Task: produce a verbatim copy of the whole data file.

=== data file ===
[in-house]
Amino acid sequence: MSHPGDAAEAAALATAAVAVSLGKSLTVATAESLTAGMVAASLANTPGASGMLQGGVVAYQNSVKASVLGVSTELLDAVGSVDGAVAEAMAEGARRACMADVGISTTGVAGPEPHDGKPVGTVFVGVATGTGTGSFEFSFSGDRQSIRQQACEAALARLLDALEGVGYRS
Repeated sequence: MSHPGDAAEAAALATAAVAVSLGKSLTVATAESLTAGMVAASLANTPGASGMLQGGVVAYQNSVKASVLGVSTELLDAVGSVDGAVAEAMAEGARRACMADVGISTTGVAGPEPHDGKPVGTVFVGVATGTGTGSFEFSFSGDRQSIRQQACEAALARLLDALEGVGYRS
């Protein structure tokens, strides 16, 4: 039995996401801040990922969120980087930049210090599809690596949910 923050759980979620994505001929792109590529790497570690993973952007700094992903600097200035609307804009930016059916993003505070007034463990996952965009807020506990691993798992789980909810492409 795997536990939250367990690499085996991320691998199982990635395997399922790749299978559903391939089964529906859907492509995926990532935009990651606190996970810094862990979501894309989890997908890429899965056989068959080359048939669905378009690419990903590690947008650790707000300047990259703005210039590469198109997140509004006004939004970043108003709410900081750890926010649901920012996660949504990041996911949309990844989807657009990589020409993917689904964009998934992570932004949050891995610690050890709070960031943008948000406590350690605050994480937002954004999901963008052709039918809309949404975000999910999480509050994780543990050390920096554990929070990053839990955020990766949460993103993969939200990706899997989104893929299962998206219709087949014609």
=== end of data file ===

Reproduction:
[in-house]
Amino acid sequence: MSHPGDAAEAAALATAAVAVSLGKSLTVATAESLTAGMVAASLANTPGASGMLQGGVVAYQNSVKASVLGVSTELLDAVGSVDGAVAEAMAEGARRACMADVGISTTGVAGPEPHDGKPVGTVFVGVATGTGTGSFEFSFSGDRQSIRQQACEAALARLLDALEGVGYRS
Repeated sequence: MSHPGDAAEAAALATAAVAVSLGKSLTVATAESLTAGMVAASLANTPGASGMLQGGVVAYQNSVKASVLGVSTELLDAVGSVDGAVAEAMAEGARRACMADVGISTTGVAGPEPHDGKPVGTVFVGVATGTGTGSFEFSFSGDRQSIRQQACEAALARLLDALEGVGYRS
């Protein structure tokens, strides 16, 4: 039995996401801040990922969120980087930049210090599809690596949910 923050759980979620994505001929792109590529790497570690993973952007700094992903600097200035609307804009930016059916993003505070007034463990996952965009807020506990691993798992789980909810492409 795997536990939250367990690499085996991320691998199982990635395997399922790749299978559903391939089964529906859907492509995926990532935009990651606190996970810094862990979501894309989890997908890429899965056989068959080359048939669905378009690419990903590690947008650790707000300047990259703005210039590469198109997140509004006004939004970043108003709410900081750890926010649901920012996660949504990041996911949309990844989807657009990589020409993917689904964009998934992570932004949050891995610690050890709070960031943008948000406590350690605050994480937002954004999901963008052709039918809309949404975000999910999480509050994780543990050390920096554990929070990053839990955020990766949460993103993969939200990706899997989104893929299962998206219709087949014609």